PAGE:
Outdoors

Survey to determine grayling stock

Inland Northwest hikers don't have to travel any farther than North Idaho to make a cast for grayling.

The Idaho Fish and Game Department has been stocking the import species for decades in about seven high-mountain lakes in the Panhandle.

However, the stocking plan may change next year depending on results of a survey conducted this summer.

"Our grayling come from a naturally reproducing population in Wyoming," said Jim Fredericks, Panhandle Region fisheries manager. "The fish aren't available every year."

The high lakes are stocked every two to four years, if possible.

Golden trout are substituted in some of the grayling lakes when grayling are not available, said Ryan Hardy, department fisheries biologist.

"The verdict is still out on how we'll proceed with stocking depending on what we find in surveys and aging studies," he said. "We don't want to be putting grayling fry into lakes where they'll just be fish food for another species."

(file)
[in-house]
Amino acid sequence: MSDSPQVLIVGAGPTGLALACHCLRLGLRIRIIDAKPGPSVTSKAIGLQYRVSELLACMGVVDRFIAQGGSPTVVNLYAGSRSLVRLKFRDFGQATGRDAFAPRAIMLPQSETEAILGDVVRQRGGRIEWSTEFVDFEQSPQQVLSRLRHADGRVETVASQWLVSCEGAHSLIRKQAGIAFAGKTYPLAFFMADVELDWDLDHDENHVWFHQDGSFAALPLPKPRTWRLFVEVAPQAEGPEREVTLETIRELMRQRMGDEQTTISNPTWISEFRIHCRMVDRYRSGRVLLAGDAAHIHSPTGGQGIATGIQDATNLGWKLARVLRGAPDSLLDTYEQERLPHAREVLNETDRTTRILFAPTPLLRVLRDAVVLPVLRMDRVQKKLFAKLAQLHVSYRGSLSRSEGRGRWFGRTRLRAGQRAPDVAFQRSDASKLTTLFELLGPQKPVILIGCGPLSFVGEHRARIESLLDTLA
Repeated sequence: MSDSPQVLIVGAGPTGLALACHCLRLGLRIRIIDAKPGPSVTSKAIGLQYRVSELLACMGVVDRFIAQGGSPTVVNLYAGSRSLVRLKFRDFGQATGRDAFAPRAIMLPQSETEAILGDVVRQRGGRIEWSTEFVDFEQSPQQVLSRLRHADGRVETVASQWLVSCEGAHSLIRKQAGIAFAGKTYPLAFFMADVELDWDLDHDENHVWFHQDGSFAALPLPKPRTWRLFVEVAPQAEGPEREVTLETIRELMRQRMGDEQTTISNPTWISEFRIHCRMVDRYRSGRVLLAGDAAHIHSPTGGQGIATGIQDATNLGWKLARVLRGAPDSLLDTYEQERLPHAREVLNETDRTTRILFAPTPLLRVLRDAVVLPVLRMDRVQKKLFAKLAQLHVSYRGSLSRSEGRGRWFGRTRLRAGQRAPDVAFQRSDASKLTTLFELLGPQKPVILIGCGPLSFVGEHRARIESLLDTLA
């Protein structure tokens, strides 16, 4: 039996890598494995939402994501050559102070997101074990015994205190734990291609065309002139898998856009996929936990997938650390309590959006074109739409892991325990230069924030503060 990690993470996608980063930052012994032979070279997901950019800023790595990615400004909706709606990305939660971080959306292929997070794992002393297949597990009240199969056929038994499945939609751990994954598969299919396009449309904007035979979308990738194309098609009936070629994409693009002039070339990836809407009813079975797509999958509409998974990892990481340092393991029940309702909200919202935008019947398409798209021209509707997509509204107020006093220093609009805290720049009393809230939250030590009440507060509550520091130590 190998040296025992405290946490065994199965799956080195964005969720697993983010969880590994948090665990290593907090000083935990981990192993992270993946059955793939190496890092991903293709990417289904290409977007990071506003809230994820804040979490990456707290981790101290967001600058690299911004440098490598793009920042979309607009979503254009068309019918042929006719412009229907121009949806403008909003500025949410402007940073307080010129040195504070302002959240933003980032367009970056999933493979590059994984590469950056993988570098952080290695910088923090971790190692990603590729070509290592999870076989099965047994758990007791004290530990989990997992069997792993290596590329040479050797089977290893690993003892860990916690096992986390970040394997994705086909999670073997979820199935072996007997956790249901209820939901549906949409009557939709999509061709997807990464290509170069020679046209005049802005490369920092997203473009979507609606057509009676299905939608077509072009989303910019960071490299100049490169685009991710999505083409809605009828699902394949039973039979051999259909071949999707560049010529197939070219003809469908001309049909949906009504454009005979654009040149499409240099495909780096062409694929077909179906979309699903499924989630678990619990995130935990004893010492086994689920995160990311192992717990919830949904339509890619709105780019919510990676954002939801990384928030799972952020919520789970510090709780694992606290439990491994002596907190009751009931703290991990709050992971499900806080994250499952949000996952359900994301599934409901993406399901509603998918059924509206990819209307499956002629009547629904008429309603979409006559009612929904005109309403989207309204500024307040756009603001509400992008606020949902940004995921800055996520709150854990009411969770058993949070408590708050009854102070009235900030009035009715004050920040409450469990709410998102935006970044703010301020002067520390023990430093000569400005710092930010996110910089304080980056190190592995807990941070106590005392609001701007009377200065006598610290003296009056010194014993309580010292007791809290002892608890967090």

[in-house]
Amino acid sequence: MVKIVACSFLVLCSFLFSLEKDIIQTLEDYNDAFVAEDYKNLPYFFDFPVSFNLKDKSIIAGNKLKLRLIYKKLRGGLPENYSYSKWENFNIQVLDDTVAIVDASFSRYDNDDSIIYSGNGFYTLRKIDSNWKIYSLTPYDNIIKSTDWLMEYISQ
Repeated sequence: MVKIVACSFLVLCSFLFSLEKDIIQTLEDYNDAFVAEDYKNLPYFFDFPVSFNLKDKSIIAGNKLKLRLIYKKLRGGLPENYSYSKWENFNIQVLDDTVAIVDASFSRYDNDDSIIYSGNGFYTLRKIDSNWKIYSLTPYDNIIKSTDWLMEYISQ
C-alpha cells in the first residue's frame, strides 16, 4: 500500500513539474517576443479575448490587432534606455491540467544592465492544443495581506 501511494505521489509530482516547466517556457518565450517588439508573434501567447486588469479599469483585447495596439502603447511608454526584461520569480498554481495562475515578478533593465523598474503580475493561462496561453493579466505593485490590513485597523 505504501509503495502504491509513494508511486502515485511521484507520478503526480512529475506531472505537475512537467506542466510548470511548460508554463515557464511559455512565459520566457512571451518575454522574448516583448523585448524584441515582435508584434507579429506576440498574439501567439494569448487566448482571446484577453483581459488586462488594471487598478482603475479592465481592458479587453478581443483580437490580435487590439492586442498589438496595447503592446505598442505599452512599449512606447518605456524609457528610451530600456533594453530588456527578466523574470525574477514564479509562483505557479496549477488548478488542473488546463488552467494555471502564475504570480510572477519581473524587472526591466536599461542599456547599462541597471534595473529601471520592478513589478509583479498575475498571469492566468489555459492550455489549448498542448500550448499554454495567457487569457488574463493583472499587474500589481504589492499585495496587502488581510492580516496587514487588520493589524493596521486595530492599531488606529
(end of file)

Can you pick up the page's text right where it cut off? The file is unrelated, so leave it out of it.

Here are Hardy's preliminary comments based on this summer's surveys on what he describes as "grayling/golden lakes" in the Panhandle.

-- Smith, (Cabinets, in Callahan Creek drainage), former cutthroat lake changed to stocking grayling in 1999.

-- Lower Glidden (Coeur d'Alene drainage), no grayling found; catchable rainbows may be outcompeting them. May stop stocking grayling.

-- Long Mountain (Selkirks), no fish found. Shallow lake; may have winter-killed. Grayling had been stocked until 2006, when goldens were stocked because grayling were not available. No decision yet on whether to continue grayling plants.

-- Little Ball (Selkirks), no grayling found; has small naturally reproducing cutthroat population. May stop stocking grayling.

-- Parker (Selkirks), golden trout replaced grayling plants in 1999.

-- Crater (St. Joe drainage), stocked only with grayling.

-- Forage (St. Joe drainage), golden trout stocked in 2006. Last plant of grayling was in 2003.

-- Dismal (St. Joe drainage), stocked only with grayling.

-- Steamboat (Little North Fork Clearwater drainage), high numbers of small grayling.

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